Cross reference chapters:
Constance Wiggenhorn, Ernestine Walther Wiggenhorn, wife of Constance.
Constance was first in Watertown to embrace Christian Science. Wiggenhorn Cigar Manufactory.
MIRACULOUS CURE OF CONSTANCE WIGGENHORN
In October of 1888, Gustave A. Walther, C.S.D., Christian Scientist, of Wymore, Nebraska, a student of Mary Baker Eddy, enroute home from Boston, decided to stop off at Watertown to visit with his sister, Mrs. Ernestine (Walther) Wiggenhorn. Upon arriving at his sister’s home, he found her grief-stricken over the serious illness of her husband, Constance Wiggenhorn, whom the doctors said could not live more than a few days, due to asthma. Mr. Walther went to the sick man and asked him if he was willing to turn to God, and Mr. Wiggenhorn, being unable to speak, weakly nodded "yes." Mr. Walther immediately began to give him Christian Science treatment, and after an hour and a half left him sleeping, the first natural sleep he had had in three weeks. The next morning when Mr. Wiggenhorn awoke, he asked his wife for a big breakfast and ate heartily. Two weeks later, he went back to his business fully healed.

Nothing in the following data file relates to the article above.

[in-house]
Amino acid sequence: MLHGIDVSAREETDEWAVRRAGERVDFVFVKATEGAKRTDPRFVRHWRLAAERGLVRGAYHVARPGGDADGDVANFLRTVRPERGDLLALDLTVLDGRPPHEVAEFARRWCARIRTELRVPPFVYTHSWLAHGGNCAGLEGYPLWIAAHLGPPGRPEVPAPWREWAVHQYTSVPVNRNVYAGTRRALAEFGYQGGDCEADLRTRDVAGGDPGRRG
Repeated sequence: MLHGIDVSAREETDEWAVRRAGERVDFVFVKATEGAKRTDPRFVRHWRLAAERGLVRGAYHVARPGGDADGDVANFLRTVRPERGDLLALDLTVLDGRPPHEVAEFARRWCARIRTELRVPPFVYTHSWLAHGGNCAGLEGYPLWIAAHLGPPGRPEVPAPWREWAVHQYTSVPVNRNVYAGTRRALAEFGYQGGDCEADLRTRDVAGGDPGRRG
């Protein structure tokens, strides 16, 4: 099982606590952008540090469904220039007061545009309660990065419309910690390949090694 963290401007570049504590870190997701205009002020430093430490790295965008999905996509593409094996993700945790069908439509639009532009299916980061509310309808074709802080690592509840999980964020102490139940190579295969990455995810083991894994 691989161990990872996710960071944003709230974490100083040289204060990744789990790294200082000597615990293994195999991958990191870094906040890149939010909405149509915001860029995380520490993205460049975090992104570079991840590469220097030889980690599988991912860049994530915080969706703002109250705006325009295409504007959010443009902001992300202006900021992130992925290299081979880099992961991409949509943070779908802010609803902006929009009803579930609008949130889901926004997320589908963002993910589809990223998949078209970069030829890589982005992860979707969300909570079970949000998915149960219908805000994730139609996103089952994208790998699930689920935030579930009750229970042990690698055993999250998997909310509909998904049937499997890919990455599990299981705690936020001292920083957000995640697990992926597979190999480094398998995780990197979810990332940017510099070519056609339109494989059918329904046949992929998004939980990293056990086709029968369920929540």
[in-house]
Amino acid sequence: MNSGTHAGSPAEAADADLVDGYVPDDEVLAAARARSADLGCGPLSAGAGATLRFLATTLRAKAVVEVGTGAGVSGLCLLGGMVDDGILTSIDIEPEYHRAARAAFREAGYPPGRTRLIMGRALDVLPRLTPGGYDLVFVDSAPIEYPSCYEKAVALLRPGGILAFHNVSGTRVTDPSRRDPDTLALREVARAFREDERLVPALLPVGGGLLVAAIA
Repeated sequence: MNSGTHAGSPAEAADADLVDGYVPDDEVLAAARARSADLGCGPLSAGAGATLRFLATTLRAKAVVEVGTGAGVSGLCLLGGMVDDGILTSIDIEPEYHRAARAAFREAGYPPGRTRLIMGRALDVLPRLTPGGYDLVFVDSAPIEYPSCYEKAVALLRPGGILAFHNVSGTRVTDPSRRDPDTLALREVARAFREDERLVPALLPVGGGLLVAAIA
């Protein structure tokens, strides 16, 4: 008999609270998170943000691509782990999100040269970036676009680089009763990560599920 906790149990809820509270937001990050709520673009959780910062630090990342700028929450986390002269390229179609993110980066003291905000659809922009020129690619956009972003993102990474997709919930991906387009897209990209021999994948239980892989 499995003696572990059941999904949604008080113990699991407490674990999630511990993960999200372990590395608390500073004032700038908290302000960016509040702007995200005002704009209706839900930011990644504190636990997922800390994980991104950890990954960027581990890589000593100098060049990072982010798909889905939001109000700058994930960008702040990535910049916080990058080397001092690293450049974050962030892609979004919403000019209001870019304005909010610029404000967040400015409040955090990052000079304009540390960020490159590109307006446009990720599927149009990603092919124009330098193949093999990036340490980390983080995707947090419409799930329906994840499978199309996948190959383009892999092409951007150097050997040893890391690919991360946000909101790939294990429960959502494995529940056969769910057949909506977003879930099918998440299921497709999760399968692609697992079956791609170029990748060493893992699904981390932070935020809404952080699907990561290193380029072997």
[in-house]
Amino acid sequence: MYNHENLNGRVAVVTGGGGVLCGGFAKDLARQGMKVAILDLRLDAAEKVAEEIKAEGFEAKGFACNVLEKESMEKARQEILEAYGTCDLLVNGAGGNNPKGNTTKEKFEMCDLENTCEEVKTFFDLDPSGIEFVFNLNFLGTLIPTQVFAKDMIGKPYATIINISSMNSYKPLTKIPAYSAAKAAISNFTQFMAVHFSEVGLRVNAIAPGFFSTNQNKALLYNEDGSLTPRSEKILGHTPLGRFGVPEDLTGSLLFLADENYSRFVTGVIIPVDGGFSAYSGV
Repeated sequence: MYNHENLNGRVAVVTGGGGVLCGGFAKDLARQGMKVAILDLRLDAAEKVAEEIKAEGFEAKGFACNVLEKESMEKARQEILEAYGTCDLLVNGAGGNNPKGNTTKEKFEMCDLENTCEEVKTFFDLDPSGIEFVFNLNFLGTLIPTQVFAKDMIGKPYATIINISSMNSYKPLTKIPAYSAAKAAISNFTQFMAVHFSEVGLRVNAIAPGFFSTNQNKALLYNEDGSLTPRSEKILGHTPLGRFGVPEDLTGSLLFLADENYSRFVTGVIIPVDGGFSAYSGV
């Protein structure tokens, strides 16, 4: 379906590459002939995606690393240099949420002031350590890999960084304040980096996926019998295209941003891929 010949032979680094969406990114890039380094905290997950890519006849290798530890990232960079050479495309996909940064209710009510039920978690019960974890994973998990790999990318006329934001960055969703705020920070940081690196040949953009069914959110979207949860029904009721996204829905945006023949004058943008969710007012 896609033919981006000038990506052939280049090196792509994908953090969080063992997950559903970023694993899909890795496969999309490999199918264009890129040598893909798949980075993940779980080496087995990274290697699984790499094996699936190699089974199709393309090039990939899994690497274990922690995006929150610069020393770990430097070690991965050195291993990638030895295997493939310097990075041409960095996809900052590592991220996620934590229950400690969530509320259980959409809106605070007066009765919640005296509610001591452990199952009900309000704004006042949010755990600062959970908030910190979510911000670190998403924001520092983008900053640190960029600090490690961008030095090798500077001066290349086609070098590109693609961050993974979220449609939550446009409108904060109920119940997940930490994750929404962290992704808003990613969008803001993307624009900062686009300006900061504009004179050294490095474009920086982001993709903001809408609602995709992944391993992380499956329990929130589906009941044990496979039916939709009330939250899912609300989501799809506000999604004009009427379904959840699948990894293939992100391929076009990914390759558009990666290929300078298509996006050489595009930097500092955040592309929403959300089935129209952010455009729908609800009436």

Following the healing of Mr. Wiggenhorn, Mr. Walther also healed Dr. Arthur Meyer, dentist, and the doctor’s mother, Mrs. Herman Meyer, of illness and other discordant conditions. These healings aroused great interest in Christian Science among relatives and friends, and thus the Faith began to gain followers in Watertown. - Derived from “Historical Sketch of First Church of Christ, Scientist, Watertown, Wisconsin,” a 3-page digitized document (WHS_001_004_PDF Christian Science Church Collection)
CONSTANCE WIGGENHORN at manufactory
108 E. Main Street
07 26 PRIVATE FORTUNE PLEDGED in case of bank bankruptcy
1894 PROFILE OF CONSTANCE WIGGENHORN